- Bitcoin mining operations could generate about $1.5 billion in revenue over the next five years as estimated by Kazakhstan
- Kazakhstan’s NABDC believes regulations are significant to combat illicit Bitcoin mining operations
- Kazakhstan’s Department of Energy has proposed a draft order to impose limits on the amount of power being consumed by the Bitcoin mining industry
Bitcoin mining operations are shifting from China to other nations. China that used to dominate the industry with the majority of the global hash power, has lost its dominance due to crypto crack down. In the end of Q1 2021, the nation prohibited crypto-related operations in its region. Following such a scenario, the BTC miners began to shift their operations to other nations to work with regulatory support and less expenses. Kazakhstan, which is currently the second largest nation that has attracted several firms. Moreover, following miners entering the nation, Kazakhstan estimates at least $1.5 billion from sole mining firms.
NABDC estimates $1.5 billion from Bitcoin mining
NABDC, or the Data Center Industry & Blockchain Association of Kazakhstan has recently published a report. The report focused on how the country has become the second largest Bitcoin mining hub after migrations from China. According to the report, NABDC is also estimating at least $1.5 billion worth revenue from cryptocurrency miners, over the next five years.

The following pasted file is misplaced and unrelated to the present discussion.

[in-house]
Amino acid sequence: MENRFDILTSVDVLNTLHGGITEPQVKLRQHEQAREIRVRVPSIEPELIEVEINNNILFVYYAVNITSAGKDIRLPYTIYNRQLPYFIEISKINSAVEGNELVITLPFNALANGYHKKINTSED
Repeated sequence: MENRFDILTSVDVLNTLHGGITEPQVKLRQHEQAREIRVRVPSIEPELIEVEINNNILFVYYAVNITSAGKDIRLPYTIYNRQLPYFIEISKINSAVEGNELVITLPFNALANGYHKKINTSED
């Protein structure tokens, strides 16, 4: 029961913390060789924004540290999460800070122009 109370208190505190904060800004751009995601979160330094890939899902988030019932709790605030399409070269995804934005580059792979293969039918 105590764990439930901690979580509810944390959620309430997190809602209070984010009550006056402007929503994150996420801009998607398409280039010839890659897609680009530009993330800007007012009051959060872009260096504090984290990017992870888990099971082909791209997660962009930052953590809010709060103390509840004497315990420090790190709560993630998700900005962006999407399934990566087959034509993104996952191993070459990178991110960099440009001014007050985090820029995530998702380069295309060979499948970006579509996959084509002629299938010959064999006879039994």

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Notably, corporate crypto assets mining activities generate about 98 billion tenge which is approximately $230 million per year in the region. According to Alan Dordzhiev, the president of the NABDC, the figure of 98 billion tenge seems just an economic effect. If we take the figure into account the Gray miners, then such figures can easily be multiplied by two.
Regulations is necessary to combat illegal miners
In contrast, Gray Miners, the term is referred to the persons carrying forth their own digital assets mining operations. Often, such miners are always disputing some legal status. Indeed, the NABDC allied for more greater regulation to combat illegal Bitcoin mining. According to the report released by the organization, the regulation will help to prevent a possible electricity shortage, as the operation has heavy power consumption.
Limits on electricity consumption in Kazakhstan
Dordzhiev estimated that Gray area miners need approximately 500 Megawatts of electricity in Kazakhstan. Moreover, the national Department of Energy has also proposed a draft order to impose limits on the amount of power being consumed by the Bitcoin mining industry.
It is noteworthy that the University of Cambridge has shared some data that Kazakhstan contributes more than 18% of the global hash power. With such a figure of contribution the nation has become the world’s second largest mining hub after the United States since the Chinese crypto slam down. Notably, Kazakhstan’s share is just behind over 35% hash rate share for the US and above Russia’s more than 11% contribution.